6 comments


  • Robert Hughes is a brilliant teacher. The key to effective teaching is asking the right questions. In this video he forces the wealthy collector to expose himself as a shallow, superficial, poorly-educated, naive, self-centered, indulgent, self-aggrandizing, gullible fool. Unfortunately I don’t think Hughes is lucky enough to have a student who can learn from his insightful questioning.

    August 21, 2011
  • What a fabulous interview! And Jerry, I agree 100% with your take on the influence that so-called experts exert on beginners in the art world. If you don’t know someone – or have the ability to get a foot in the door of someone like this collector, forget it – you are a nobody. But it is precisely for this reason that young artists have to shock and cause you to recoil – they have lost the ability the talk through the canvas. And if they do, so-called experts shrug and walk away in their ignorance.

    August 21, 2011
  • Charlotte Herczfeld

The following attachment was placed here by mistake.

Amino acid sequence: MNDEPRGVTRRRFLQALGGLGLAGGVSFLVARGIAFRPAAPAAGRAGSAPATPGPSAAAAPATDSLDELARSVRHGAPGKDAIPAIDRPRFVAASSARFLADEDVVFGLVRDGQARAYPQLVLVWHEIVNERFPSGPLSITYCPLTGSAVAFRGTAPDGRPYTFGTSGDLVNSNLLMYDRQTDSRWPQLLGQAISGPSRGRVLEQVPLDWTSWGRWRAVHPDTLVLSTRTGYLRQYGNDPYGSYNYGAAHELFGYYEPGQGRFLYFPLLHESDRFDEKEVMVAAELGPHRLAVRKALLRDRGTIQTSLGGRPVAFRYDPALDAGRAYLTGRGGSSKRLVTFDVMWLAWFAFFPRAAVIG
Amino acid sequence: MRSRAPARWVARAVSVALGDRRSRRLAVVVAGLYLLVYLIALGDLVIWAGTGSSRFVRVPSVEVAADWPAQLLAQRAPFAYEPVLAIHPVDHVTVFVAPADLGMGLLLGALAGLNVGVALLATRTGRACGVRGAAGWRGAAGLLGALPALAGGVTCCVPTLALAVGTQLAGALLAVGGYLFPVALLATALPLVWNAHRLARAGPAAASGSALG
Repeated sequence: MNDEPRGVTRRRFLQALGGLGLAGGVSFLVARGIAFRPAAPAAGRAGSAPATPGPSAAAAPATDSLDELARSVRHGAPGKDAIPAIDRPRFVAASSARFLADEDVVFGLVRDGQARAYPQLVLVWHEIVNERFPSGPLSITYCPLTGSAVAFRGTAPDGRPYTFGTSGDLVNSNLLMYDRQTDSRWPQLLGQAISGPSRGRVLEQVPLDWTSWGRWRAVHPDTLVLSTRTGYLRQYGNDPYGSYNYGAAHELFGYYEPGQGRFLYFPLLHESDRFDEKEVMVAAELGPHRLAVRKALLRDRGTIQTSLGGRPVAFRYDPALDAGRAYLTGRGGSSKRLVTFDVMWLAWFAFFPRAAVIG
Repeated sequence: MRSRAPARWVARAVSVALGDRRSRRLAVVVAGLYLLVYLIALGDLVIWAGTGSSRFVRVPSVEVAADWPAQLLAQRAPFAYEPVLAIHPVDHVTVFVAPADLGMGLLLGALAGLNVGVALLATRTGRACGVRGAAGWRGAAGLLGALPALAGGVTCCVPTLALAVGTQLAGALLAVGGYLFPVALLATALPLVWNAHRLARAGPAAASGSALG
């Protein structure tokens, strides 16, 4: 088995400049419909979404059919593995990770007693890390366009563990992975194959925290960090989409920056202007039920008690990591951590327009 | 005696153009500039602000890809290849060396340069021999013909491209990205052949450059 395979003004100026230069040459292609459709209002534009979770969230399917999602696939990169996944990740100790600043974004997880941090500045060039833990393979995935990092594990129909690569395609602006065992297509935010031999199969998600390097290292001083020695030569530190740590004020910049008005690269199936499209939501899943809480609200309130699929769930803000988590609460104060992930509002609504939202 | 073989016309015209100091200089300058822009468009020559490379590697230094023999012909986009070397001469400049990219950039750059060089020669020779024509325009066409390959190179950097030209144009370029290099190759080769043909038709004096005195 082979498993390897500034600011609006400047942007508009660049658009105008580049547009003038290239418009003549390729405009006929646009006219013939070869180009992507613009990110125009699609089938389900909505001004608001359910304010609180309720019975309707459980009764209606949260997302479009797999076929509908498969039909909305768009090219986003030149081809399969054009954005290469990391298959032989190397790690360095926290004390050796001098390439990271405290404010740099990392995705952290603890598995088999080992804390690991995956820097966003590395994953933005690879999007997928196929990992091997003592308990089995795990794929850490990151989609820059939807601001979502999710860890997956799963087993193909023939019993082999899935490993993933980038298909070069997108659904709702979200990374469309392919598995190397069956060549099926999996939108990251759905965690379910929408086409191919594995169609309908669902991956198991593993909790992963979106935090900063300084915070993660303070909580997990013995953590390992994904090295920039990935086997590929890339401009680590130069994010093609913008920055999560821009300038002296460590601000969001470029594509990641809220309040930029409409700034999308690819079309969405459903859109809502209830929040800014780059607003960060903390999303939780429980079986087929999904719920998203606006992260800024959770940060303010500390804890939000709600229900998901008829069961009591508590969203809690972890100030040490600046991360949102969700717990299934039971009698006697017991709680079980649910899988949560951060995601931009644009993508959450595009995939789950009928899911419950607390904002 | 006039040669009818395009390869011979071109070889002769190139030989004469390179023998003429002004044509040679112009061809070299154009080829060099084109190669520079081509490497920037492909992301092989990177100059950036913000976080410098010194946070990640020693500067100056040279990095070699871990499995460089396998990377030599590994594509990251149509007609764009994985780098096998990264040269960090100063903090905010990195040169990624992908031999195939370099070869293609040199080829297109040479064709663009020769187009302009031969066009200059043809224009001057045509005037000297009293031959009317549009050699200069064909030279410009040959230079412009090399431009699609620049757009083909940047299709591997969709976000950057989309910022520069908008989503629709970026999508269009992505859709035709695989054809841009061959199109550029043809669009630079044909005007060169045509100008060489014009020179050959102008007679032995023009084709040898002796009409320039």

Oh, what gems, thank you, Jerry, for the youtube link, and for the translated quote!

    It seems to me that some of these guys know exactly what they do. After all, why else call one’s studio “The Factory”?

    August 22, 2011
    • Jerry Fresia

      Excellent point. I doubt, however, that the concept “The Factory” was understood
      as capitulation to the imperatives of the larger economy – not anymore than Frank
      Stella anointing himself as “Executive Artist” with worker artists underneath him.
      Anyway, it just goes to show how the more recent spate of art “stars” are far more
      servile than independent and thus free.

      August 22, 2011
  • I’m really glad you wrote this. I’ve been meditating on it for a week now and it’s really helped -refocus- expectations from art. I had been reading magazines like Art in America and when you read this stuff you can’t help but notice that every single “work” is something like a single color on a giant panel and then it says something like “Norway at 5pm” and somehow I’m supposed to want to stare at that for hours. I guess I thought I just didn’t “get it.” Thanks — both to you and Robert Hughes for the reassurance that I’m not the only one who is sane for not “gettting it.”

    August 23, 2011
  • Hughes has played a very big role in shaping the sensibilities of more than one generation.

    September 29, 2011

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